Lay the naan breads on a baking tray or two baking trays if need be.
Spread the tomato sauce evenly between the two naans. Leave around a half inch border around the edge to form a crust.
The order in which you add the topping ingredients is entirely up to you. In this instance, the anchovy fillets were laid on first and the tomato and olive halves arranged between them evenly.
The mushrooms were added next, followed by the bell pepper slices, alternating between the colours.
Scatter the cheese on top last of all. It may not seem like a lot of cheese but for health considerations, it is best to limit it to some extent.
Put the tray in to the oven for ten minutes until the cheese is melted and bubbling.
Remove the tray from the oven and use a spatula to transfer the naan bread pizza to a serving plate. Garnish with the basil leaves and season with some more black pepper if required. Remember the presence of the anchovies - so no salt should be required.
Serve in each instance with a glass of chilled white wine.
Sunday, 6 May 2012
Which do you prefer as the final course of your meal: a sweet, succulent pudding or a tantalisingly taste-rich cheeseboard? Opinions vary significantly and this was the problem that faced me when I was trying to come up with the third and final principal course for this Armed Forces' tribute meal for the Queen's Diamond Jubilee. In the first post relating to this meal, I prepared a starter of pheasant and cider casserole to represent the Royal Air Force. In the second, a seafood platter represented the fruits of the sea and the Royal Navy. Part three is devoted to the fruits of the land and the British Army. Sweet or savoury? I went for both! Enjoy...
Toffee Apple Crumble with Cornish Clotted Cream
This crumble recipe is slightly different from the traditional British apple crumble recipe. The principal difference is that the sugar used in the crumble topping is soft brown sugar rather than the more popular granulated or caster sugar. This gives a toffee-like texture to the underside of the crumble and - hopefully you'll agree - an extra little something special to the dish.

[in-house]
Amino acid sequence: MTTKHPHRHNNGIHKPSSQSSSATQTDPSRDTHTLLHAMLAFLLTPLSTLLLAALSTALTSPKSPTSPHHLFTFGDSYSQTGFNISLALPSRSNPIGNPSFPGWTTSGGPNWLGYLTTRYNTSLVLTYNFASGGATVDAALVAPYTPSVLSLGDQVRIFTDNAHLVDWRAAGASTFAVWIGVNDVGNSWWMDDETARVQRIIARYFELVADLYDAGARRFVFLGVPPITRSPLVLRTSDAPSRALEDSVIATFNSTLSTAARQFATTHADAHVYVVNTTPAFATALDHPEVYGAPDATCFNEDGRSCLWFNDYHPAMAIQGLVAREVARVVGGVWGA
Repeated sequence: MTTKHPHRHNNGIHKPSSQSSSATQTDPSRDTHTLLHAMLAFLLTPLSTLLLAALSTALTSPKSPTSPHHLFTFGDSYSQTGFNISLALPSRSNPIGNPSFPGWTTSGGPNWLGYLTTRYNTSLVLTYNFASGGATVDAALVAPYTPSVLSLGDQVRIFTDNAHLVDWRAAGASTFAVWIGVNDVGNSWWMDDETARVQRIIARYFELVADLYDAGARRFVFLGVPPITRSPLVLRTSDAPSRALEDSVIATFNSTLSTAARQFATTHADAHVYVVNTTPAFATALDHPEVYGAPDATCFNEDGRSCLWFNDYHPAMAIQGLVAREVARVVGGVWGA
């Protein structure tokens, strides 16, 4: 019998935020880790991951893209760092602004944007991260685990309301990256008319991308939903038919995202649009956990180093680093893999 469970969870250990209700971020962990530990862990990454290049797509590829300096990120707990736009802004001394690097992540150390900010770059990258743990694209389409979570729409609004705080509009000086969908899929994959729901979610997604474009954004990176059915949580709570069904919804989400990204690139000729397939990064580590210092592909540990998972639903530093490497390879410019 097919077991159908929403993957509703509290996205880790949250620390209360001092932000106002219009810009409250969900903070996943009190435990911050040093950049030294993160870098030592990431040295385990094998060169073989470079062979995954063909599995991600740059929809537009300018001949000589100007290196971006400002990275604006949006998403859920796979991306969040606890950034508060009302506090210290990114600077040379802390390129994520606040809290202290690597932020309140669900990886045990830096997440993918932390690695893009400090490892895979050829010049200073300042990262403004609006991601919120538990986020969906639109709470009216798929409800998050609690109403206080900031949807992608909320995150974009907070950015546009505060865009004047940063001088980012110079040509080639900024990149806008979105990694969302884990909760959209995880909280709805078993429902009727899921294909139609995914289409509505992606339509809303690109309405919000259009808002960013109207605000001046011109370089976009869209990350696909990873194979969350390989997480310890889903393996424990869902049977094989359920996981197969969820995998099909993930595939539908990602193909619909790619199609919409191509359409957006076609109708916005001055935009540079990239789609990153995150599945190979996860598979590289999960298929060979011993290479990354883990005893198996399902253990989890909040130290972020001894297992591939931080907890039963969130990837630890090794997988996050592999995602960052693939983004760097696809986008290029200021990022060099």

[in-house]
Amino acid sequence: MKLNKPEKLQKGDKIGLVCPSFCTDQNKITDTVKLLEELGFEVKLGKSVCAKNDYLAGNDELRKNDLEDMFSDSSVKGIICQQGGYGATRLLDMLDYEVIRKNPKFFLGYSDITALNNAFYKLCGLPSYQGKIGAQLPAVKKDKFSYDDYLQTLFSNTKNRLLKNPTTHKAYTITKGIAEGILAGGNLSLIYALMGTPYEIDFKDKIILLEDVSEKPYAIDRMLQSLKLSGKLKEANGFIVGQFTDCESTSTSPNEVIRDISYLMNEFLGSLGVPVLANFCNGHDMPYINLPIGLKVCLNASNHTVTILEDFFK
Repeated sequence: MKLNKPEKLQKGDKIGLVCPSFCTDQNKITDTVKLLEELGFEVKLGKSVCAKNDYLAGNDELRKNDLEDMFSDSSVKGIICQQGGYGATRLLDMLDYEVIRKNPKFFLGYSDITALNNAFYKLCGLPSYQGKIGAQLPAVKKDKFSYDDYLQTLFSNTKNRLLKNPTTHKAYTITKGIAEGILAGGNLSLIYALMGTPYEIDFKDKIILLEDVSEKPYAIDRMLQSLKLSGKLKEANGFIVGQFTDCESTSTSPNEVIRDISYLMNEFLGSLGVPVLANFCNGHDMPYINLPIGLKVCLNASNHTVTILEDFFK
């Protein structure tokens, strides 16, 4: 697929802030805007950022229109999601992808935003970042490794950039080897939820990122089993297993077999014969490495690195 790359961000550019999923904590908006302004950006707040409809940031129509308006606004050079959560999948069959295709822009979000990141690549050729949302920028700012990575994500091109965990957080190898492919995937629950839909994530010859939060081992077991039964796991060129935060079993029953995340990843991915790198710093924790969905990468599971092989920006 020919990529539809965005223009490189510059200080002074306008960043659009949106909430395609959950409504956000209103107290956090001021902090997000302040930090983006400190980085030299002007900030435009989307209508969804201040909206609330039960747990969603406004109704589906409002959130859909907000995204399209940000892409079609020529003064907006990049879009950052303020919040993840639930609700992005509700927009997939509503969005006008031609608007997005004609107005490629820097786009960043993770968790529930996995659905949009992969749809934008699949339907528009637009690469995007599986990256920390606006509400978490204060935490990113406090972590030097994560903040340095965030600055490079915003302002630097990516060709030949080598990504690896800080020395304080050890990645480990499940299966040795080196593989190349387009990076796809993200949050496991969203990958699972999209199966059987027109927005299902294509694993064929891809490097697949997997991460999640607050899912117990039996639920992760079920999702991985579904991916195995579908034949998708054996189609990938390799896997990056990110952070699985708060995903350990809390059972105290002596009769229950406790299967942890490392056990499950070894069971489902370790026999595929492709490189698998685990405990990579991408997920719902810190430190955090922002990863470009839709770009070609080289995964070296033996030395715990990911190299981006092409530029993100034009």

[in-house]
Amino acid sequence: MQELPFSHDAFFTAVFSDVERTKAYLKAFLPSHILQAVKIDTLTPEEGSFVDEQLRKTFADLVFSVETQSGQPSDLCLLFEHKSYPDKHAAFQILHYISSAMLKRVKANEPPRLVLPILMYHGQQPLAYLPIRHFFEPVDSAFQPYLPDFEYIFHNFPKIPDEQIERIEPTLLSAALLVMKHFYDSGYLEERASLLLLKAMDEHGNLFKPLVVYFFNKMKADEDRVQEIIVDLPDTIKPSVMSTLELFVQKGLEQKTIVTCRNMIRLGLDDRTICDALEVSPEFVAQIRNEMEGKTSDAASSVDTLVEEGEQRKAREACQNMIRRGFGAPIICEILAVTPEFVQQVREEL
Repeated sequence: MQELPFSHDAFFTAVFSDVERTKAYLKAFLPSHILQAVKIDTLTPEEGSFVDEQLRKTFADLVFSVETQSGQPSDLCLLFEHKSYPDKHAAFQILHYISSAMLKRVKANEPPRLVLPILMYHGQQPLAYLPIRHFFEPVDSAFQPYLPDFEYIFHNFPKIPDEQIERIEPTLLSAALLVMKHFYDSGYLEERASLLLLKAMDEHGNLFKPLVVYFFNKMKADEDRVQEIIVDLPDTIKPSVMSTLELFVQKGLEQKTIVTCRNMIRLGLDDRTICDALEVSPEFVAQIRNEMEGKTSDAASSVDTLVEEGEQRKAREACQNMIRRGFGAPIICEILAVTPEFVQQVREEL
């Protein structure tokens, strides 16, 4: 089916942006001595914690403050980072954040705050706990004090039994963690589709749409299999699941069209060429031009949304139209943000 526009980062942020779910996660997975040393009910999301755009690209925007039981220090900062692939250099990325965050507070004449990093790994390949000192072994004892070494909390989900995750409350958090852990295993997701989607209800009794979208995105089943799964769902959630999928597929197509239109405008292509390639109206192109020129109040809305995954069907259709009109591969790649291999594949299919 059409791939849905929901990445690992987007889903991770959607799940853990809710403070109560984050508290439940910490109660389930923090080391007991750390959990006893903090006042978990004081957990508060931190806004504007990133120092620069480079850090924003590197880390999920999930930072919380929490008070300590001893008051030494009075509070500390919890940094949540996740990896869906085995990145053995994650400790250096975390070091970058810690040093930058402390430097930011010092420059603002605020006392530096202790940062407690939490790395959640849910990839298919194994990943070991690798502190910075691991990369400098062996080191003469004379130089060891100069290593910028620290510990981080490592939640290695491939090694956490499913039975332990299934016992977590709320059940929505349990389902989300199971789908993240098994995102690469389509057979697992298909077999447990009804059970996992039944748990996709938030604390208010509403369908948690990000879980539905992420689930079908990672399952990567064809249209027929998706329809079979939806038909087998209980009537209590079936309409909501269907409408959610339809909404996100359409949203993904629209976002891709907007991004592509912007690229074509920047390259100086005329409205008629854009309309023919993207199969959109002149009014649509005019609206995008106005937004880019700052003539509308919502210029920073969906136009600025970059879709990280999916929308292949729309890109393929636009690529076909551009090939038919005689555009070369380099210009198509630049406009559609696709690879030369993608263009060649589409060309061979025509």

7oz plain/all purpose flour
4oz unsalted butter
4oz soft brown sugar
3 medium to large Bramley apples
1 and 1/2 tbsp caster (superfine) sugar
3 tbsp cold water
4 tbsp Cornish clotted cream
4 sprigs of fresh mint to garnish
Put the flour in to a large mixing bowl and cut the butter in to it in fairly small pieces. Use your fingertips to rub the butter in to the flour until you have a mixture which is the consistency of coarse breadcrumbs.
The soft brown sugar should be added to the butter and flour mix and stirred carefully to combine with a wooden spoon.
It is not essential but it is a good idea to slightly cook your apples before assembling the crumble. This simply helps the flavour infusion. Peel and core the apples and chop them to about one inch chunks. Add them to a pot with the water and caster sugar and gently heat for about five minutes, stirring frequently with a wooden spoon.
Carefully spread the apple mixture in the base of an ovenproof dish and scatter over the crumble mix. Put it in to a preheated oven (180C/350F) for half an hour.
When you remove the crumble from the oven, you should be able to see the delicious, sticky toffiness (is there such a word? - there is now!) seeping around the crumble mix. For best results, leave it to rest on a chopping board as in the picture below for ten minutes or so before spooning on to plates and serving with the beautiful clotted cream and mint sprig garnishings.
Simple British Cheeseboard with Spring Onions and Black Olives
Firstly, I apologise for using the black olives - I know they are far from British. The reality is, however, that while some people like grapes and apple with their cheeseboard to add a very defined flavour contrast, I prefer savoury all the way. This is why I have instead used spring onions (scallions) and black olives. Fruit can of course be used if preferred.
Secondly, I have to apologise to Northern Ireland for not being represented in this dish. I did try to get a sample of what I know are the many wonderful Ulster cheeses for this cheeseboard but unfortunately couldn't source one locally. This just proves the point that we all have to prepare a cheeseboard with whatever cheeses we have available to us in our local areas.
Ingredients per Person
2oz Stilton cheese
2oz Cornish brie
2oz Welsh cheddar
3 Scottish oatcakes
1 spring onion/scallion
6 to 8 pitted black olives
Oatcakes are a Scottish creation and are available in many different forms from many different suppliers. I have no hesitation here in recommending what are unquestionably the best oatcakes I have ever tasted, those produced by Stockan's in the Orkney Islands. These oatcakes alone are available in several different varieties from British supermarkets and have to be tasted to believed.